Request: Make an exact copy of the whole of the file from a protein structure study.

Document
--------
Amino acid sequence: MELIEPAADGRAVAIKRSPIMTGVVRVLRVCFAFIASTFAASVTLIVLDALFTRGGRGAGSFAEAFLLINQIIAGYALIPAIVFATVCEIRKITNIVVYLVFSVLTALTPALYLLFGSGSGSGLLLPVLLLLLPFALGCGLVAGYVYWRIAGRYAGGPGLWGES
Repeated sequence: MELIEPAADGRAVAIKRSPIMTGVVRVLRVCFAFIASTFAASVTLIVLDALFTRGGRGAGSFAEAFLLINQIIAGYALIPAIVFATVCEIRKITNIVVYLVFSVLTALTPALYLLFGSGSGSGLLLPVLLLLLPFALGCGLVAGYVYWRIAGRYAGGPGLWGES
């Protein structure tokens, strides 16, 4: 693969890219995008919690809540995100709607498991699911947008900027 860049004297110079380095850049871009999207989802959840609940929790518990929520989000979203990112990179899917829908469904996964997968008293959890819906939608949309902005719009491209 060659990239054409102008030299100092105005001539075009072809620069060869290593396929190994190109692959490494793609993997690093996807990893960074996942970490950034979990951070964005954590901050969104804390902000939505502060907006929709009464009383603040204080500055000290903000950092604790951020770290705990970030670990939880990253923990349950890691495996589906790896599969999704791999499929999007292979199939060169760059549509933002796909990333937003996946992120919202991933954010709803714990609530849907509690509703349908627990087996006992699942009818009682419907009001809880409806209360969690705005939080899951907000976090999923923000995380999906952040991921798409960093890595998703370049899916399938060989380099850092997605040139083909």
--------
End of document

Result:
Amino acid sequence: MELIEPAADGRAVAIKRSPIMTGVVRVLRVCFAFIASTFAASVTLIVLDALFTRGGRGAGSFAEAFLLINQIIAGYALIPAIVFATVCEIRKITNIVVYLVFSVLTALTPALYLLFGSGSGSGLLLPVLLLLLPFALGCGLVAGYVYWRIAGRYAGGPGLWGES
Repeated sequence: MELIEPAADGRAVAIKRSPIMTGVVRVLRVCFAFIASTFAASVTLIVLDALFTRGGRGAGSFAEAFLLINQIIAGYALIPAIVFATVCEIRKITNIVVYLVFSVLTALTPALYLLFGSGSGSGLLLPVLLLLLPFALGCGLVAGYVYWRIAGRYAGGPGLWGES
């Protein structure tokens, strides 16, 4: 693969890219995008919690809540995100709607498991699911947008900027 860049004297110079380095850049871009999207989802959840609940929790518990929520989000979203990112990179899917829908469904996964997968008293959890819906939608949309902005719009491209 060659990239054409102008030299100092105005001539075009072809620069060869290593396929190994190109692959490494793609993997690093996807990893960074996942970490950034979990951070964005954590901050969104804390902000939505502060907006929709009464009383603040204080500055000290903000950092604790951020770290705990970030670990939880990253923990349950890691495996589906790896599969999704791999499929999007292979199939060169760059549509933002796909990333937003996946992120919202991933954010709803714990609530849907509690509703349908627990087996006992699942009818009682419907009001809880409806209360969690705005939080899951907000976090999923923000995380999906952040991921798409960093890595998703370049899916399938060989380099850092997605040139083909």